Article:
Rottingdean is a village in the city of Brighton and Hove, in East Sussex, on the south coast of England. In the background of the picture is Beacon Mill, a smock Mill built in 1802 for the purpose of grinding corn. It is a Three-storey smock with a single-storey base, eight sides, four patent sails, a cast iron wind shaft and fantail winding.
Dean’ in a place name means valley. ‘Rottingdean’ means ‘valley of Rota’s people’ . Rota was probably the name of a Saxon invader, driving out the existing Romano- British settlers.
So from Saxon origins toa quintessentially English seaside village, Rottingdean is well worth a passing visit.
We spent Bank Holiday Monday at Bodiam Castle on the Kent/ Sussex border. It was built by Sir Edward Dallingridge c. 1385.
Sir Edward was born into the minor gentry c. 1346. Lady Elizabeth, sir Edwards wife, was a key figure in the castle’s history. She was heiress to the land of Bodiam and considerably wealthy to boot! Upon marriage Sir Edward was entitled to her land and money, which helped him to build the castle. A castle the size of Bodiam was large enough to house up to eighty servants.
On a natural note the castle plays host to bats, particularly the largest Daubenton maternity roost in England as well as well as a maternity roost of Natterer’s bats.
The castle stands alongside the River Rother and there is a beautiful walk following the river. The Tenterden to Bodiam railway also runs alongside the Castle stretch. There is nothing nicer than walking alongside the river with the castle on one side and the steam train passing by on the other. East Sussex is diverse and beautiful.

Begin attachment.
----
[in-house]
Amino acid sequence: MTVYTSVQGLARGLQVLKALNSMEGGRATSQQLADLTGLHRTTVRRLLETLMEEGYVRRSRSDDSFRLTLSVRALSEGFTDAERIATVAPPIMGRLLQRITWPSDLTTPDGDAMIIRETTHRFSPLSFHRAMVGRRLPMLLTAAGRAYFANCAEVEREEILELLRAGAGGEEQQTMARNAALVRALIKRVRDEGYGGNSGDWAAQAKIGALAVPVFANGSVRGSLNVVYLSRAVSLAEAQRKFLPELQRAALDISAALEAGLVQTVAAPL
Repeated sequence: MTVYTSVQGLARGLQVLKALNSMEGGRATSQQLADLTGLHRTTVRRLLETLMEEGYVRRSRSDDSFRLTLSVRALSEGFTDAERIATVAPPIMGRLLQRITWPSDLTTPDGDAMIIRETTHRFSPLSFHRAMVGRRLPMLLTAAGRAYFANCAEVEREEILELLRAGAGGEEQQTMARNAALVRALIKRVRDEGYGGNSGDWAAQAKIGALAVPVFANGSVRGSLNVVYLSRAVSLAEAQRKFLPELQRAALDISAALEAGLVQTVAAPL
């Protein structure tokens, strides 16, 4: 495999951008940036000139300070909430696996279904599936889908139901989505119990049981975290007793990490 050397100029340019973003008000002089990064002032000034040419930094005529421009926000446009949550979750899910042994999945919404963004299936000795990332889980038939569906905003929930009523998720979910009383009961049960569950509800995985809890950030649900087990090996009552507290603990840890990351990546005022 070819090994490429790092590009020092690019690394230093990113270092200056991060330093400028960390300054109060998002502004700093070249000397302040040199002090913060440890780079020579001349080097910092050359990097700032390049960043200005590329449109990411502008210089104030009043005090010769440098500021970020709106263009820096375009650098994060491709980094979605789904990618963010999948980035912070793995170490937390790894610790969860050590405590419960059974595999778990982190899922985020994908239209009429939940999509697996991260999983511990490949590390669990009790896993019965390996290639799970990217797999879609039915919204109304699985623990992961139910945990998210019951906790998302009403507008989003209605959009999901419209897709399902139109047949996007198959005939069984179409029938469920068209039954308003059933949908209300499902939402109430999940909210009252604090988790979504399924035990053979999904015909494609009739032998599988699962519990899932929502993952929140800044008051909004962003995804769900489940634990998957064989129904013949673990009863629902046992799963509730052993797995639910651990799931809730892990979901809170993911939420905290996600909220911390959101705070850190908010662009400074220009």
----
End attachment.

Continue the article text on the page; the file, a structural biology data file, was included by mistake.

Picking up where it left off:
An English lido is a public outdoor swimming pool and surrounding facilities. On a cruise ship the lido deck features outdoor pools and related facilities.
The term comes from Lido, the Italian word for “beach”, and may have found its way into English via English visitors returning from Italy where sea-bathing took place from the late-19th century.
Saltdean Lido in the city of Brighton and Hove, is an Art Deco lido designed by architect R.W.H. Jones. Originally listed at Grade II by English Heritage for its architectural and historical importance, its status was upgraded further to “Grade II*” on 18 March 2011.
Today we walked a section of the Meridian Trail at Peacehaven. The trail runs through Cambridgeshire, East Yorkshire, East Sussex, Essex, Hertfordshire, Gtr London, Lincolnshire, Surrey, and West Sussex.
Inaugurated in 2009, the route follows the line of the Prime Meridian as closely as practical, using public rights of way, but the route does not rigidly stick to The Meridian line.
The Royal Observatory at Greenwich was agreed as Zero Degrees Longitude for the whole world at a conference in America in 1884. Before that time, charts and maps used many different meridians as zero. At the same time, the delegates agreed on the ‘universal day’ which is the same the world over. Each day begins at midnight at Greenwich, thus giving us Greenwich Mean Time. Maritime Greenwich is recognised as a World Heritage Site.
The very blustery Westerly wind made it a breezy July cliff walk but certainly worth doing.
A late summers evening last week saw us walking around Arlington Reservoir in East Sussex. Set in 120 acres of beautiful landscape below the South Downs it is maintained by South East Water.
It’s a nature reserve and a site of special scientific interest. And the reservoir’s beautiful bird hide is a special, favourite place to hang out, be it a warm summer evening, a crisp autumn morning or a cold winter afternoon.